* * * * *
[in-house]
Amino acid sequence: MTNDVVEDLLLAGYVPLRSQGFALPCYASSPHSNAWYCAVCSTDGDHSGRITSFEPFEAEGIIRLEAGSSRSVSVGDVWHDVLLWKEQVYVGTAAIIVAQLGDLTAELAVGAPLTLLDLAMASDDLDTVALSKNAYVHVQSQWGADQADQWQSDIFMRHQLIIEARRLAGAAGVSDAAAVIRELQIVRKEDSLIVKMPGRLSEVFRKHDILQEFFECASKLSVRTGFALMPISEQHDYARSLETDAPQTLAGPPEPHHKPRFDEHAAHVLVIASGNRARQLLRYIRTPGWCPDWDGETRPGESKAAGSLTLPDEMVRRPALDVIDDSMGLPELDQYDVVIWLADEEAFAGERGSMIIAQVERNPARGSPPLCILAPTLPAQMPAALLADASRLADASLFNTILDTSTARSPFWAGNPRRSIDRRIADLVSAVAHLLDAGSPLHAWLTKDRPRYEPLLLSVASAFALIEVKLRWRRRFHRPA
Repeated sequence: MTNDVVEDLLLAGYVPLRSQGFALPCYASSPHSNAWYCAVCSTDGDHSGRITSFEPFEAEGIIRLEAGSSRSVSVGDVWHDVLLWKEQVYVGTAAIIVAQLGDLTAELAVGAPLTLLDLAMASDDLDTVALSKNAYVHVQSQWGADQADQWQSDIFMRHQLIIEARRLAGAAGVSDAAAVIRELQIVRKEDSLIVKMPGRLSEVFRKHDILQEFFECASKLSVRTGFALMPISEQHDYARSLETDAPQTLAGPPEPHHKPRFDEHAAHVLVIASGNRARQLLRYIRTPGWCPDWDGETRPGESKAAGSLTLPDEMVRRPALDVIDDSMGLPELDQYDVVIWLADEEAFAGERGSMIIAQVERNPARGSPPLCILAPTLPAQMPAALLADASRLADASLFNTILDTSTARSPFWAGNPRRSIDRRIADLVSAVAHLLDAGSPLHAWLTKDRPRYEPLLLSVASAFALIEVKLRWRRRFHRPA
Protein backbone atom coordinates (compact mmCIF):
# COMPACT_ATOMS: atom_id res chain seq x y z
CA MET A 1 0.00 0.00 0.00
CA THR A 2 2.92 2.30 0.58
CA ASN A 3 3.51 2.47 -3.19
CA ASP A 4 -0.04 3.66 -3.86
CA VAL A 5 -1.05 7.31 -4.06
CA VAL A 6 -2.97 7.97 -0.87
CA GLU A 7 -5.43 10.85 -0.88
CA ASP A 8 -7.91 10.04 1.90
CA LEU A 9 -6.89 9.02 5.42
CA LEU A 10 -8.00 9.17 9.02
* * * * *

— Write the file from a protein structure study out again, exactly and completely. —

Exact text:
[in-house]
Amino acid sequence: MTNDVVEDLLLAGYVPLRSQGFALPCYASSPHSNAWYCAVCSTDGDHSGRITSFEPFEAEGIIRLEAGSSRSVSVGDVWHDVLLWKEQVYVGTAAIIVAQLGDLTAELAVGAPLTLLDLAMASDDLDTVALSKNAYVHVQSQWGADQADQWQSDIFMRHQLIIEARRLAGAAGVSDAAAVIRELQIVRKEDSLIVKMPGRLSEVFRKHDILQEFFECASKLSVRTGFALMPISEQHDYARSLETDAPQTLAGPPEPHHKPRFDEHAAHVLVIASGNRARQLLRYIRTPGWCPDWDGETRPGESKAAGSLTLPDEMVRRPALDVIDDSMGLPELDQYDVVIWLADEEAFAGERGSMIIAQVERNPARGSPPLCILAPTLPAQMPAALLADASRLADASLFNTILDTSTARSPFWAGNPRRSIDRRIADLVSAVAHLLDAGSPLHAWLTKDRPRYEPLLLSVASAFALIEVKLRWRRRFHRPA
Repeated sequence: MTNDVVEDLLLAGYVPLRSQGFALPCYASSPHSNAWYCAVCSTDGDHSGRITSFEPFEAEGIIRLEAGSSRSVSVGDVWHDVLLWKEQVYVGTAAIIVAQLGDLTAELAVGAPLTLLDLAMASDDLDTVALSKNAYVHVQSQWGADQADQWQSDIFMRHQLIIEARRLAGAAGVSDAAAVIRELQIVRKEDSLIVKMPGRLSEVFRKHDILQEFFECASKLSVRTGFALMPISEQHDYARSLETDAPQTLAGPPEPHHKPRFDEHAAHVLVIASGNRARQLLRYIRTPGWCPDWDGETRPGESKAAGSLTLPDEMVRRPALDVIDDSMGLPELDQYDVVIWLADEEAFAGERGSMIIAQVERNPARGSPPLCILAPTLPAQMPAALLADASRLADASLFNTILDTSTARSPFWAGNPRRSIDRRIADLVSAVAHLLDAGSPLHAWLTKDRPRYEPLLLSVASAFALIEVKLRWRRRFHRPA
Protein backbone atom coordinates (compact mmCIF):
# COMPACT_ATOMS: atom_id res chain seq x y z
CA MET A 1 0.00 0.00 0.00
CA THR A 2 2.92 2.30 0.58
CA ASN A 3 3.51 2.47 -3.19
CA ASP A 4 -0.04 3.66 -3.86
CA VAL A 5 -1.05 7.31 -4.06
CA VAL A 6 -2.97 7.97 -0.87
CA GLU A 7 -5.43 10.85 -0.88
CA ASP A 8 -7.91 10.04 1.90
CA LEU A 9 -6.89 9.02 5.42
CA LEU A 10 -8.00 9.17 9.02